// NEW YORK CITY // EAST VILLAGE // 

886

country code pride

It’s hard to imagine, even a decade ago, that there would exist a place like 886 in the U.S., a place where cool Taiwanese-ish food would be made for the cool kids in the biggest city in the world. In a land where Chinese food is still too often reduced to orange chicken and chow mein, it’s pretty surreal that a place like 886 would be so popular, popular enough to trick diners into saying Taiwanese words and Mandarin phrases one tongue-in-cheek Romanized menu item at a time. And the sense of strange in-group elitism to be in on the joke.

886 is a love letter to Taiwan by way of New York. It is, as much New York as it is Taipei. It’s like a highlight reel for the most nostalgic Taiwanese flavors, repackaged up to be fit to thrive in the East Village, many nights bearing an uncanny resemblance to the sidewalk of a classic no fuss 快炒店, spilling with activity, plastic stools surrounding tables filled with small beer glasses. If you look at it from just the right angle, you might just convince yourself you’re in Taipei.

But while Taiwan is the inspiration, the menu is very much a representation of third culture experiences, evolving with the people behind the restaurant. Some classics (three cup chicken, Taiwanese sausage fried rice) are always on the menu, while others (oyster omelette, beef hot pot) are fleeting. But so long as the Taiwan Beer continues to flow and the neon sign glows, 886 will continue to have its presence known on St Marks. And maybe someday it’ll become a part of the palate of the city for a new generation.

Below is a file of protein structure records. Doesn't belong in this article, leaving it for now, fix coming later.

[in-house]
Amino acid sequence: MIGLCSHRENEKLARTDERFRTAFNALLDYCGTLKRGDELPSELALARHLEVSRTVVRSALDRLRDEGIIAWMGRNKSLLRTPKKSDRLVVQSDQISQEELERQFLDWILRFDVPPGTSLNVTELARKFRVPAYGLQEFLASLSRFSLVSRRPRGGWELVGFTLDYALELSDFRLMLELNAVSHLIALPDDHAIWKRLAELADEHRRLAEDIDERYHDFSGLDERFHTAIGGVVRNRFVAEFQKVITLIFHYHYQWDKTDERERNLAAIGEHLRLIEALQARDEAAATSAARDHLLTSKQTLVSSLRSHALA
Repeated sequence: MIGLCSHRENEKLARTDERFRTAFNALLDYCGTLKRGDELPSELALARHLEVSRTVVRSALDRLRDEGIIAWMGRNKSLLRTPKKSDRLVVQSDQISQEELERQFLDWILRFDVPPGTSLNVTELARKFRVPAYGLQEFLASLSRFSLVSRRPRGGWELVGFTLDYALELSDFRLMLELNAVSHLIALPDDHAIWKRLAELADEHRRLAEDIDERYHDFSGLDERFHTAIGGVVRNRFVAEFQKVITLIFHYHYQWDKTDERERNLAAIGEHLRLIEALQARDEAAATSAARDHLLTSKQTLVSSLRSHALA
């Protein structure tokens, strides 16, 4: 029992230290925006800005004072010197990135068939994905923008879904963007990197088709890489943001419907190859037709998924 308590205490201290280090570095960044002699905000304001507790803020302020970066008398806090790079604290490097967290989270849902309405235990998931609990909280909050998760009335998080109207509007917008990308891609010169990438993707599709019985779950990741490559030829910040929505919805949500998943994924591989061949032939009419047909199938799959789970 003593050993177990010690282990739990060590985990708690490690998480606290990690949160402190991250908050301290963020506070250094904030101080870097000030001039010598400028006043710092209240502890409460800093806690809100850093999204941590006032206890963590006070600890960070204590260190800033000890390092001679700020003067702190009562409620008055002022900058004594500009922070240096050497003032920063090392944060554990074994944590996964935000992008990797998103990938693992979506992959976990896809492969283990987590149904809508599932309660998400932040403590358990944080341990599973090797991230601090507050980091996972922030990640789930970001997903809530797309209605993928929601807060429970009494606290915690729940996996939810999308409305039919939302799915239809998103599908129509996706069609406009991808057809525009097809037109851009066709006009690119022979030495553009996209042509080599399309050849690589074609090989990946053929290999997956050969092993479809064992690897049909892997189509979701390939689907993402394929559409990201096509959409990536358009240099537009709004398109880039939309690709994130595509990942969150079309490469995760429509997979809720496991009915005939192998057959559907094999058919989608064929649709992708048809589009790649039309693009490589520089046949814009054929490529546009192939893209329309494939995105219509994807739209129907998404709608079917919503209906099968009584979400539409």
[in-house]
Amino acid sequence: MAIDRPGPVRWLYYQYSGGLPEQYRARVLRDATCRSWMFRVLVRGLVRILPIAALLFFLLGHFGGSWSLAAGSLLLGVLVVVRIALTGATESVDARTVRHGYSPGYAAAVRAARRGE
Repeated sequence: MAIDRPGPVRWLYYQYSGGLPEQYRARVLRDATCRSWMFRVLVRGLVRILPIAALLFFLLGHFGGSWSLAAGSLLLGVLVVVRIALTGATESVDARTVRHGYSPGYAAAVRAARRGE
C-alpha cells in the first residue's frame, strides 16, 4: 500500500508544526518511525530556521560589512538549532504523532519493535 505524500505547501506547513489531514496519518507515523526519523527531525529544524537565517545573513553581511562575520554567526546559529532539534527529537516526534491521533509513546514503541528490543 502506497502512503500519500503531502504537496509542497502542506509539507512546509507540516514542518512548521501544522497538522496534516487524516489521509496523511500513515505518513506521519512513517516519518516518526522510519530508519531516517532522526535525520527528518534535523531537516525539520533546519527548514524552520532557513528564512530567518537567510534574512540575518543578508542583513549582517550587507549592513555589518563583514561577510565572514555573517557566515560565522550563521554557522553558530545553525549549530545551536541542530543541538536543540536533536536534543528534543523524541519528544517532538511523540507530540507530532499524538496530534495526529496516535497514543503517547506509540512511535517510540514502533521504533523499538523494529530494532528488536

the details

Address26 St Marks Pl, New York
Websitehttp://www.eighteightsix.com/
Yelphttps://www.yelp.com/biz/886-new-york
Instagram@eighteightsix
Hours12-16h lunch, 17-22h dinner
Price$$ – most dishes are $10-20 and sharable 
Aestheticsomewhere between a night market and a night club

good to know

Go here for: satisfying a Taiwanese street food craving in a purposefully inauthentic way

Order this: crispy tofu, pea shoots with tofu skin, fly’s head, zhu xie gao, dry beef noodles, and of course Taiwan Beer to wash it down

Amount of time to spend: a couple hours for a good time

When to come: early or on a weekday if you don’t have a reservation, but honestly it is more fun after dark

Getting here: closest station is a block away Astor Pl (4,6) 8th Street NQRW is also nearby.

Other things to note: 

  • With a cult following, they also have merch and their own Sze Daddy branded chili sauce (named after owner Eric Sze).
  • They do not take reservations. It isn’t a big restaurant so there can be a bit of a wait on a weekend night, but weather permitting they have plenty of outdoor seating too.
  • 886 is also very engrained into the food community of the city. Throughout the pandemic they made hundreds (if not thousands) of meals for essential workers, and also collaborated with several other Asian-owned restaurants in the neighborhood to support the AAPI community.

Last visited: May 2021

Last updated: December 2021

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